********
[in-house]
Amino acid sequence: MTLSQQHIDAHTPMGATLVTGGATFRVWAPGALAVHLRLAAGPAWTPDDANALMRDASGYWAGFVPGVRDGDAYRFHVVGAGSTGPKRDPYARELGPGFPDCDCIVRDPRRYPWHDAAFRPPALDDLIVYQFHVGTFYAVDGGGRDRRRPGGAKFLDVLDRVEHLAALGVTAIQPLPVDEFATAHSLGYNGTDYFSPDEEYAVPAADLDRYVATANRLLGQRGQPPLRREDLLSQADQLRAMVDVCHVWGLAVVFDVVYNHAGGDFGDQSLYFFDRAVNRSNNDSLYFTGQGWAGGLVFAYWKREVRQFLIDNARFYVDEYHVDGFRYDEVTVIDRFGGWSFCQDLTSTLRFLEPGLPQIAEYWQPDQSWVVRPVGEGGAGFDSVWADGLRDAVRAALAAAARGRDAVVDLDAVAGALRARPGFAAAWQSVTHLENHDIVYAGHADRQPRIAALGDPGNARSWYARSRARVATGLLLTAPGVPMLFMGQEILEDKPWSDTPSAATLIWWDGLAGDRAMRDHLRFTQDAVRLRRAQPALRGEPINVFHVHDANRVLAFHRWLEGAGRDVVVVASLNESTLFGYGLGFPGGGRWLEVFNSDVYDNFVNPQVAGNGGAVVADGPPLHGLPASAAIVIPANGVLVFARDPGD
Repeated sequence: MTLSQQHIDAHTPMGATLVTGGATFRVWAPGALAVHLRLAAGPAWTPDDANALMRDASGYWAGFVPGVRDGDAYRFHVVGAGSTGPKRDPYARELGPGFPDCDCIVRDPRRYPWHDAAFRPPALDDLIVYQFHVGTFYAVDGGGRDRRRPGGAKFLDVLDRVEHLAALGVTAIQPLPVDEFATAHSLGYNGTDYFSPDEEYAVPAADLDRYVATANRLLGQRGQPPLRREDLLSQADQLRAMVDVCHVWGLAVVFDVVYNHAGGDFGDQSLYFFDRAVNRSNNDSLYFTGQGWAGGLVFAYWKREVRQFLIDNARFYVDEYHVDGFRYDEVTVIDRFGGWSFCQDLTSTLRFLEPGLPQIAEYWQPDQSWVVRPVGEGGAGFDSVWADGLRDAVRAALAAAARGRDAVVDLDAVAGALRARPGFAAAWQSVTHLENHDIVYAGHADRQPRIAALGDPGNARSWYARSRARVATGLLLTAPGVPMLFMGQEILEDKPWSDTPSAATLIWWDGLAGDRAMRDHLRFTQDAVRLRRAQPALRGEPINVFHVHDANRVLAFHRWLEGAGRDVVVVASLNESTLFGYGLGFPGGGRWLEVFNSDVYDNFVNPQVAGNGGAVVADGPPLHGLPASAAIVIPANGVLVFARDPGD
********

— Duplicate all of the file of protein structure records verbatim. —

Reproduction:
[in-house]
Amino acid sequence: MTLSQQHIDAHTPMGATLVTGGATFRVWAPGALAVHLRLAAGPAWTPDDANALMRDASGYWAGFVPGVRDGDAYRFHVVGAGSTGPKRDPYARELGPGFPDCDCIVRDPRRYPWHDAAFRPPALDDLIVYQFHVGTFYAVDGGGRDRRRPGGAKFLDVLDRVEHLAALGVTAIQPLPVDEFATAHSLGYNGTDYFSPDEEYAVPAADLDRYVATANRLLGQRGQPPLRREDLLSQADQLRAMVDVCHVWGLAVVFDVVYNHAGGDFGDQSLYFFDRAVNRSNNDSLYFTGQGWAGGLVFAYWKREVRQFLIDNARFYVDEYHVDGFRYDEVTVIDRFGGWSFCQDLTSTLRFLEPGLPQIAEYWQPDQSWVVRPVGEGGAGFDSVWADGLRDAVRAALAAAARGRDAVVDLDAVAGALRARPGFAAAWQSVTHLENHDIVYAGHADRQPRIAALGDPGNARSWYARSRARVATGLLLTAPGVPMLFMGQEILEDKPWSDTPSAATLIWWDGLAGDRAMRDHLRFTQDAVRLRRAQPALRGEPINVFHVHDANRVLAFHRWLEGAGRDVVVVASLNESTLFGYGLGFPGGGRWLEVFNSDVYDNFVNPQVAGNGGAVVADGPPLHGLPASAAIVIPANGVLVFARDPGD
Repeated sequence: MTLSQQHIDAHTPMGATLVTGGATFRVWAPGALAVHLRLAAGPAWTPDDANALMRDASGYWAGFVPGVRDGDAYRFHVVGAGSTGPKRDPYARELGPGFPDCDCIVRDPRRYPWHDAAFRPPALDDLIVYQFHVGTFYAVDGGGRDRRRPGGAKFLDVLDRVEHLAALGVTAIQPLPVDEFATAHSLGYNGTDYFSPDEEYAVPAADLDRYVATANRLLGQRGQPPLRREDLLSQADQLRAMVDVCHVWGLAVVFDVVYNHAGGDFGDQSLYFFDRAVNRSNNDSLYFTGQGWAGGLVFAYWKREVRQFLIDNARFYVDEYHVDGFRYDEVTVIDRFGGWSFCQDLTSTLRFLEPGLPQIAEYWQPDQSWVVRPVGEGGAGFDSVWADGLRDAVRAALAAAARGRDAVVDLDAVAGALRARPGFAAAWQSVTHLENHDIVYAGHADRQPRIAALGDPGNARSWYARSRARVATGLLLTAPGVPMLFMGQEILEDKPWSDTPSAATLIWWDGLAGDRAMRDHLRFTQDAVRLRRAQPALRGEPINVFHVHDANRVLAFHRWLEGAGRDVVVVASLNESTLFGYGLGFPGGGRWLEVFNSDVYDNFVNPQVAGNGGAVVADGPPLHGLPASAAIVIPANGVLVFARDPGD